Pucker up, kittens.
It’s time to squeeze a fresh glass of fun and get ourselves all gaudy.
I am not imagining orange juice in a rhinestone goblet, although that sounds pretty fantastic.
I am not envisioning Mimosas in pink punch bowls embossed with the face of Harry Styles, although that sounds more than a little Tabby’s Place.
I am speaking of a tart, string-bean sprite whose decoration and demeanor are equally gaudy. I am speaking of one Lemon Rosenberg.
Like the other cats from Oman, Lemon is all angles, exotic and exquisite and equipped with satellite-dish ears that still tune into the best electronica station in Muscat.
But Lemon is not like the other cats from Oman, or the other cats from anywhere, or the other creatures from any planet known or unknown.
Lemon is blinding yellow brilliance. Lemon is citrus intensity. Lemon is more life than her humble body can hold, determined to squeeze the heavenly juice from moments and mammals and things.
Lemon needs to taste it all — her bed! her humans! her neighbors! the complete writings of Thomas Merton! the depths of existential mystery! — with her teeth and her courage and her spirit.
Lemon will bite a thousand holes into a food tray and forget about the food.
Lemon will consume her own blanket for a personal research project.
Lemon will be described — over and anon, by people who have not consulted one another — as “invasive.”
Lemon will have fun — the towering kind that can’t be toppled — even when no one else is having fun, even when everyone else blames Lemon for the un-fun, even when fun seems so far away, we start to wonder if Lemon is an actual, actual alien.
That’s what makes her so gaudy.
You think of “gaudy” as a negative, I know. You hear “gaudy” and you think “tight velveteen bell-bottoms at church.” You think “glittering pink suspenders over a purple suit at the Pentagon.” You think “all the colors that don’t go together.”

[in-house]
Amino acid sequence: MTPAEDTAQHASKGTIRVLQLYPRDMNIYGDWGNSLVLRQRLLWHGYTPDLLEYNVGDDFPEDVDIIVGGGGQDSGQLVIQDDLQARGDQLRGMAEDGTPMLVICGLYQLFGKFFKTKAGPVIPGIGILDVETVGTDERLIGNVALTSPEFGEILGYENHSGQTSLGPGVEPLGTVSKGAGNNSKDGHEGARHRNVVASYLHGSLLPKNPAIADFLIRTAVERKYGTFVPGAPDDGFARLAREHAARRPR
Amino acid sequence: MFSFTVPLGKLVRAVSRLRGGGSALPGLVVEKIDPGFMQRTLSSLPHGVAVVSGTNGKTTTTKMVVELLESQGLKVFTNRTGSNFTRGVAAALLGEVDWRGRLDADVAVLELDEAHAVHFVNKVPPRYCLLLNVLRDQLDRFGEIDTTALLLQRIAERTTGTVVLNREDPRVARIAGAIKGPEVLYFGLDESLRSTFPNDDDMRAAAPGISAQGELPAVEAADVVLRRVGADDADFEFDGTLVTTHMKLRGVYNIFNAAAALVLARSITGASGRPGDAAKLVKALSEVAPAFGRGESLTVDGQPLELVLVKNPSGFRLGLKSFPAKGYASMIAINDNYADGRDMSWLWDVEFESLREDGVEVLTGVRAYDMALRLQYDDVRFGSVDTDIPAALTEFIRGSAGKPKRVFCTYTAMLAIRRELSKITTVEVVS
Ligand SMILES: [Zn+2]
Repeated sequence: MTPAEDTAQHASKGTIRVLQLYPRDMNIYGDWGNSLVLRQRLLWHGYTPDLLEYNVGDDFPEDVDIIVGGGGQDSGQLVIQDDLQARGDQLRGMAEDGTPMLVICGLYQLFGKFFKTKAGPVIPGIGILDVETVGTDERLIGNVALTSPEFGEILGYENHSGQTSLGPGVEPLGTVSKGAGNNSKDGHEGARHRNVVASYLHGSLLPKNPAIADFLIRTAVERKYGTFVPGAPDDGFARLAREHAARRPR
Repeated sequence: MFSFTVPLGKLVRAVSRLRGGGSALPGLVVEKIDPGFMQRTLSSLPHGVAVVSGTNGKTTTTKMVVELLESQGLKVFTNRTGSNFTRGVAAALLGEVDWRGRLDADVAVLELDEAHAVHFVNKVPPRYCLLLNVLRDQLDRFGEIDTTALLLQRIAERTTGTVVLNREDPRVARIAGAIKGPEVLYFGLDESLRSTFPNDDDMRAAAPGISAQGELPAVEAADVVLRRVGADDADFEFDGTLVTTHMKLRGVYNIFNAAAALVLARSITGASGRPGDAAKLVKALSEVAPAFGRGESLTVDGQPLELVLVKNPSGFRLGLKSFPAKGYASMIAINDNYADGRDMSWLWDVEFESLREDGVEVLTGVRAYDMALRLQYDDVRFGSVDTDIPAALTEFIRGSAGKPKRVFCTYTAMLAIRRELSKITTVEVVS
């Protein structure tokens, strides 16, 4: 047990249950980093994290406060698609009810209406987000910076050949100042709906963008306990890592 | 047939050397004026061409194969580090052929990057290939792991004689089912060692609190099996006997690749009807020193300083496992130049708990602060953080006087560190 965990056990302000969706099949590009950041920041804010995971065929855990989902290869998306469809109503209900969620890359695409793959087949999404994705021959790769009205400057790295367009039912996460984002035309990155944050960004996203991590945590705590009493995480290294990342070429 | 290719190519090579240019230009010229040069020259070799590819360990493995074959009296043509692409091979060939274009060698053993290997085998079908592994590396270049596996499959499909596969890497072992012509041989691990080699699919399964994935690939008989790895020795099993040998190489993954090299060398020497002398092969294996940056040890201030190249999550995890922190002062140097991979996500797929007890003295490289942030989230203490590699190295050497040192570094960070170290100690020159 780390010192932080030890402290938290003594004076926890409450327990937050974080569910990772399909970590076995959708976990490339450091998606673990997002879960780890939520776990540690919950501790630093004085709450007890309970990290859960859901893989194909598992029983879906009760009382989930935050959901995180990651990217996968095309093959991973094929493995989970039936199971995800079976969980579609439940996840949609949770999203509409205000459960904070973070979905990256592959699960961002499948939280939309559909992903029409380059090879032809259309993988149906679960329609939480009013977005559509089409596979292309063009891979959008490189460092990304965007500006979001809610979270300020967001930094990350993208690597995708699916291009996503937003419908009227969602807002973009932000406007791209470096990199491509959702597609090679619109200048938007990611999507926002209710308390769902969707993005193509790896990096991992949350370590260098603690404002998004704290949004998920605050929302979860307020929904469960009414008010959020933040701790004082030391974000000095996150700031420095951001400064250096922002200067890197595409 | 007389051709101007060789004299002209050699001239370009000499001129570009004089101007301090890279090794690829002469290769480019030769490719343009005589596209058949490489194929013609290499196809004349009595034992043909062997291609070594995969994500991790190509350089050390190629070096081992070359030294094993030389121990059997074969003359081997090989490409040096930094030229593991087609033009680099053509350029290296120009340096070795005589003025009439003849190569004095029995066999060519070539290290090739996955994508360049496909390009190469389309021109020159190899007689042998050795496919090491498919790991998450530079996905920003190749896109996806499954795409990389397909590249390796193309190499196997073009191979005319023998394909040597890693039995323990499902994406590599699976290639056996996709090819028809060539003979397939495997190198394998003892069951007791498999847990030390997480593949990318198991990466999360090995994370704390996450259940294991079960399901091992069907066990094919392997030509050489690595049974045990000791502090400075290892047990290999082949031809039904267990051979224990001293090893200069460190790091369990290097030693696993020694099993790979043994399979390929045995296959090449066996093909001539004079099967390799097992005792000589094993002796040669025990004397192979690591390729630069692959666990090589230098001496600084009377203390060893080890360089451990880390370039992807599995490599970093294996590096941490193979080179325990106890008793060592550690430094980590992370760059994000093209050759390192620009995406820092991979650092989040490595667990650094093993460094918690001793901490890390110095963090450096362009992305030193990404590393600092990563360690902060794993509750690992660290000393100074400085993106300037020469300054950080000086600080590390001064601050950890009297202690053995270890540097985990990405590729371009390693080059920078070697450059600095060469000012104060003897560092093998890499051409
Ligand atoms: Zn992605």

But Lemon says “gaudy” and means, simply, “all the colors.” Full stop.
In addition to personally being All The Colors, Lemon is committed to all the colors, including those that cannot be seen by humans, prone as we are to un-fun. It’s quite possible that Lemon should be committed, but then where would we be?
Where would we find the zenith of all zest that only comes from a Lemon?
Where would be taste the absurdity so scrumptious and scurvy-smashing and strange that it gives you a permanent head-tilt?
Where would we learn that, when life gives you Lemon, you are equipped to make not some watery beverage, but an iced awesome cake the size of a football field?
Where would we apply the knowledge that “gaudy” comes from the Latin “gaudete,” which means “rejoice,” which means Lemon is sage in all that she is and does, which means that the colorful life is the only life worth living?
Where would we learn that interruptions and intrusions and mysteries of all colors come with promises, if only we’ll accept them?
In between her biting and her bliss, Lemon beckons you: squeeze ferocious fun from the driest husk of a hopeless day. Do it again. Teach others.
Live gaudily, rejoice always, pucker up to a life that’s too short not to kiss with courage, every today and every tomorrow.